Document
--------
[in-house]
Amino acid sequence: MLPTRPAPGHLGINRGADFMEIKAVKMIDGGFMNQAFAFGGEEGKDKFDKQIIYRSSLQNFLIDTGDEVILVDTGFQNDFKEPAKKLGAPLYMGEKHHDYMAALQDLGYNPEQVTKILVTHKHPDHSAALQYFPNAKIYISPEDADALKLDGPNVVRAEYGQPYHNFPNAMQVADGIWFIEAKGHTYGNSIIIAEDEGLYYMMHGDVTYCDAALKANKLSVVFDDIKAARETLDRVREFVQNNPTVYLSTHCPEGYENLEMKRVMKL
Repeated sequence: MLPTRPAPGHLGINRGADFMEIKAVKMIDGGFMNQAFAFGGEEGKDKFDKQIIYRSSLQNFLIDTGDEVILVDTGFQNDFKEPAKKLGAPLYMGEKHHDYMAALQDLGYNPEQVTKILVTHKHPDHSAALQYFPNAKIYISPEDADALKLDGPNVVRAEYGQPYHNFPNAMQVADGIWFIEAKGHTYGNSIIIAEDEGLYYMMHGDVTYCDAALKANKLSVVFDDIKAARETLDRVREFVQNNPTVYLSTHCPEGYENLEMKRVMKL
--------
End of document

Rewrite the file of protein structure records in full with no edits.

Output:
[in-house]
Amino acid sequence: MLPTRPAPGHLGINRGADFMEIKAVKMIDGGFMNQAFAFGGEEGKDKFDKQIIYRSSLQNFLIDTGDEVILVDTGFQNDFKEPAKKLGAPLYMGEKHHDYMAALQDLGYNPEQVTKILVTHKHPDHSAALQYFPNAKIYISPEDADALKLDGPNVVRAEYGQPYHNFPNAMQVADGIWFIEAKGHTYGNSIIIAEDEGLYYMMHGDVTYCDAALKANKLSVVFDDIKAARETLDRVREFVQNNPTVYLSTHCPEGYENLEMKRVMKL
Repeated sequence: MLPTRPAPGHLGINRGADFMEIKAVKMIDGGFMNQAFAFGGEEGKDKFDKQIIYRSSLQNFLIDTGDEVILVDTGFQNDFKEPAKKLGAPLYMGEKHHDYMAALQDLGYNPEQVTKILVTHKHPDHSAALQYFPNAKIYISPEDADALKLDGPNVVRAEYGQPYHNFPNAMQVADGIWFIEAKGHTYGNSIIIAEDEGLYYMMHGDVTYCDAALKANKLSVVFDDIKAARETLDRVREFVQNNPTVYLSTHCPEGYENLEMKRVMKL